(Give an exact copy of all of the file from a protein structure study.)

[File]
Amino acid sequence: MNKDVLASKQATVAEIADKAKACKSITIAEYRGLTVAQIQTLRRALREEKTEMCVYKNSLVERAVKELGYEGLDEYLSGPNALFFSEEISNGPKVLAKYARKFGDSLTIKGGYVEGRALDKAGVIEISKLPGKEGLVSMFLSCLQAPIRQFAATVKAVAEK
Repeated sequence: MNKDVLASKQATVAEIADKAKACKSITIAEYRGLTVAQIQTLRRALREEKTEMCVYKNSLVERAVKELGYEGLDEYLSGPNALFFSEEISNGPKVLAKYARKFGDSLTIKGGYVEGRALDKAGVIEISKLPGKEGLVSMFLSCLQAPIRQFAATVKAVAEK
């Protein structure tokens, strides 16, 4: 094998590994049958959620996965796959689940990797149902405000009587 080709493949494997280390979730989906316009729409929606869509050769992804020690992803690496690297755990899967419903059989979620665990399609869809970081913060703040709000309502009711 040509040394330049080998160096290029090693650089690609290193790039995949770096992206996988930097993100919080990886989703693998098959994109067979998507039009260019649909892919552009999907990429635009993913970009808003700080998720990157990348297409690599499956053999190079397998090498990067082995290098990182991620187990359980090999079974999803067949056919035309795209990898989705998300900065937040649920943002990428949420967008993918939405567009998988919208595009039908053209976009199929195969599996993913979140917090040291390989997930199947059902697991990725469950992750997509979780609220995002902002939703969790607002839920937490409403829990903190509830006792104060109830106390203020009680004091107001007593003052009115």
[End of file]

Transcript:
Amino acid sequence: MNKDVLASKQATVAEIADKAKACKSITIAEYRGLTVAQIQTLRRALREEKTEMCVYKNSLVERAVKELGYEGLDEYLSGPNALFFSEEISNGPKVLAKYARKFGDSLTIKGGYVEGRALDKAGVIEISKLPGKEGLVSMFLSCLQAPIRQFAATVKAVAEK
Repeated sequence: MNKDVLASKQATVAEIADKAKACKSITIAEYRGLTVAQIQTLRRALREEKTEMCVYKNSLVERAVKELGYEGLDEYLSGPNALFFSEEISNGPKVLAKYARKFGDSLTIKGGYVEGRALDKAGVIEISKLPGKEGLVSMFLSCLQAPIRQFAATVKAVAEK
């Protein structure tokens, strides 16, 4: 094998590994049958959620996965796959689940990797149902405000009587 080709493949494997280390979730989906316009729409929606869509050769992804020690992803690496690297755990899967419903059989979620665990399609869809970081913060703040709000309502009711 040509040394330049080998160096290029090693650089690609290193790039995949770096992206996988930097993100919080990886989703693998098959994109067979998507039009260019649909892919552009999907990429635009993913970009808003700080998720990157990348297409690599499956053999190079397998090498990067082995290098990182991620187990359980090999079974999803067949056919035309795209990898989705998300900065937040649920943002990428949420967008993918939405567009998988919208595009039908053209976009199929195969599996993913979140917090040291390989997930199947059902697991990725469950992750997509979780609220995002902002939703969790607002839920937490409403829990903190509830006792104060109830106390203020009680004091107001007593003052009115």